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Consumer and host body size effects on the removal of trematode cercariae by ambient communities

Published online by Cambridge University Press:  15 October 2018


Jennifer E. Welsh
Affiliation:
Department of Coastal Systems, NIOZ Royal Netherlands Institute for Sea Research, and Utrecht University, P.O. Box 59, 1790 AB den Burg, Texel, the Netherlands
Anke Hempel
Affiliation:
Department of Coastal Systems, NIOZ Royal Netherlands Institute for Sea Research, and Utrecht University, P.O. Box 59, 1790 AB den Burg, Texel, the Netherlands
Mirjana Markovic
Affiliation:
Department of Coastal Systems, NIOZ Royal Netherlands Institute for Sea Research, and Utrecht University, P.O. Box 59, 1790 AB den Burg, Texel, the Netherlands
Jaap van der Meer
Affiliation:
Department of Coastal Systems, NIOZ Royal Netherlands Institute for Sea Research, and Utrecht University, P.O. Box 59, 1790 AB den Burg, Texel, the Netherlands
David W. Thieltges
Affiliation:
Department of Coastal Systems, NIOZ Royal Netherlands Institute for Sea Research, and Utrecht University, P.O. Box 59, 1790 AB den Burg, Texel, the Netherlands
Corresponding
E-mail address:

Abstract

Parasite transmission can be altered via the removal of parasites by the ambient communities in which parasite–host interactions take place. However, the mechanisms driving parasite removal remain poorly understood. Using marine trematode cercariae as a model system, we investigated the effects of consumer and host body size on parasite removal rates. Laboratory experiments revealed that consumer or host body size significantly affected cercarial removal rates in crabs, oysters and cockles but not in shrimps. In general, cercarial removal rates increased with consumer (crabs and oysters) and host (cockles) body size. For the filter feeding oysters and cockles, the effects probably relate to their feeding activity which is known to correlate with bivalve size. Low infection levels found in cockle hosts suggest that parasite removal by hosts also leads to significant mortality of infective stages. The size effects of crab and shrimp predators on cercarial removal rates were more complex and did not show an expected size match-mismatch between predators and their cercarial prey, suggesting that parasite removal rates in predators are species-specific. We conclude that to have a comprehensive understanding of parasite removal by ambient communities, more research into the various mechanisms of cercarial removal is required.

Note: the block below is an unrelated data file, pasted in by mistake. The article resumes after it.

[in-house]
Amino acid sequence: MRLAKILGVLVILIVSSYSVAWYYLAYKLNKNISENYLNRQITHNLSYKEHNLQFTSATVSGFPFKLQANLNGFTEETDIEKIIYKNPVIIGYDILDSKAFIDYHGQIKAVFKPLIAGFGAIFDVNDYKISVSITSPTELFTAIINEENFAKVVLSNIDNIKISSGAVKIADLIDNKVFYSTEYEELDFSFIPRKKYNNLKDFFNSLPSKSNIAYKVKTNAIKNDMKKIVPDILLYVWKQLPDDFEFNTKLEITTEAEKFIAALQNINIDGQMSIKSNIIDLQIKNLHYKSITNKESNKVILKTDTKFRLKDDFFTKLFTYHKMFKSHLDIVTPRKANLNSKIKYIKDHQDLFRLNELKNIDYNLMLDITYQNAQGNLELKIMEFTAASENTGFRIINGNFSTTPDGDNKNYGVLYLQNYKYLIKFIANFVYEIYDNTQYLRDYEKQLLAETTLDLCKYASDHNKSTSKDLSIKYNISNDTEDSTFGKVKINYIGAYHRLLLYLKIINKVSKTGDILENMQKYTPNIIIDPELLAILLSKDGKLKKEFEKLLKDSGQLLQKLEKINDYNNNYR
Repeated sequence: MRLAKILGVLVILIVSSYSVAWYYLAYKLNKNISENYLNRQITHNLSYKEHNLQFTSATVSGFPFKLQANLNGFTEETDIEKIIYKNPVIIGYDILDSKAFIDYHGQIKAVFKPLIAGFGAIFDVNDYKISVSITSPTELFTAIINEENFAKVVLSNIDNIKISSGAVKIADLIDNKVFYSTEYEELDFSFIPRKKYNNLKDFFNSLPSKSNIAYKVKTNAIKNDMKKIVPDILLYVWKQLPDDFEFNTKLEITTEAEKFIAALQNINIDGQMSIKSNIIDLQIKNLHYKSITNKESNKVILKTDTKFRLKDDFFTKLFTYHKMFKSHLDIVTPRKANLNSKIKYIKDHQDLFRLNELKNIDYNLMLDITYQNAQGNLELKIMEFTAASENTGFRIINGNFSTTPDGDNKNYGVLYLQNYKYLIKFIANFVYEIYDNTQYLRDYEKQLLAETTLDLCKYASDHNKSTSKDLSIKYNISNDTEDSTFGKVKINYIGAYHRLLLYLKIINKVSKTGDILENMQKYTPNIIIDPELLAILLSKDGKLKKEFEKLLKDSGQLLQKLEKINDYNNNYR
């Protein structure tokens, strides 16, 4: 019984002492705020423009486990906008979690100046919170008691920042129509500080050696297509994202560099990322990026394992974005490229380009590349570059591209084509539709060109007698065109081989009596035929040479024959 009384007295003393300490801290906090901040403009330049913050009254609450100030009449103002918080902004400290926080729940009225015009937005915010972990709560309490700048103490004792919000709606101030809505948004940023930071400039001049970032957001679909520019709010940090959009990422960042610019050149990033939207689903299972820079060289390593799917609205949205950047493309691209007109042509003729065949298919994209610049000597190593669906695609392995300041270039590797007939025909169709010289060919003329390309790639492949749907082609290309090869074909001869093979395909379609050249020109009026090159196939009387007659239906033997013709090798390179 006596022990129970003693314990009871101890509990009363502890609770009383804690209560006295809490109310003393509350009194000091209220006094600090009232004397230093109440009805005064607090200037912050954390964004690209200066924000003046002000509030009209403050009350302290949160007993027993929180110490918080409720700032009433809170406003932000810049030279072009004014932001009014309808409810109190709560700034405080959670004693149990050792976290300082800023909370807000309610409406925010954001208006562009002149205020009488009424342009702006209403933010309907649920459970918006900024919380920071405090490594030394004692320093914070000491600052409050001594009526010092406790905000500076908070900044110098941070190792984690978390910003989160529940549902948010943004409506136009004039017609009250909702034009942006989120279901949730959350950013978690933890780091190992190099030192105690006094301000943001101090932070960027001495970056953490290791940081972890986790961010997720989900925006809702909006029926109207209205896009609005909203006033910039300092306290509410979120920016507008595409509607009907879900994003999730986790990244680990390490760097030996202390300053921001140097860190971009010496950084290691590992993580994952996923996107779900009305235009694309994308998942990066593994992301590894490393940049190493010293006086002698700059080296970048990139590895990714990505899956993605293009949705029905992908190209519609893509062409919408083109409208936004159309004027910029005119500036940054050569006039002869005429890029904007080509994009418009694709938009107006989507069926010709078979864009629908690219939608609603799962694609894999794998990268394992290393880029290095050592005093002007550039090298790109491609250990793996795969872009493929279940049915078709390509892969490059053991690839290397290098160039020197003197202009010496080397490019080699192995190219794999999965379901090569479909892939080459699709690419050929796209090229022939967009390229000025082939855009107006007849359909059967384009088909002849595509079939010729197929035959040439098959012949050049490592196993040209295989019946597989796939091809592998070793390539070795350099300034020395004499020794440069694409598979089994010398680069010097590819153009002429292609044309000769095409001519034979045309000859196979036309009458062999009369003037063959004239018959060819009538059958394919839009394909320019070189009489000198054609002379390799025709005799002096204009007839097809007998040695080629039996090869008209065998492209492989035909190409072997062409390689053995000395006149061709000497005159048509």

Type
Research Article
Copyright
Copyright © Cambridge University Press 2018 

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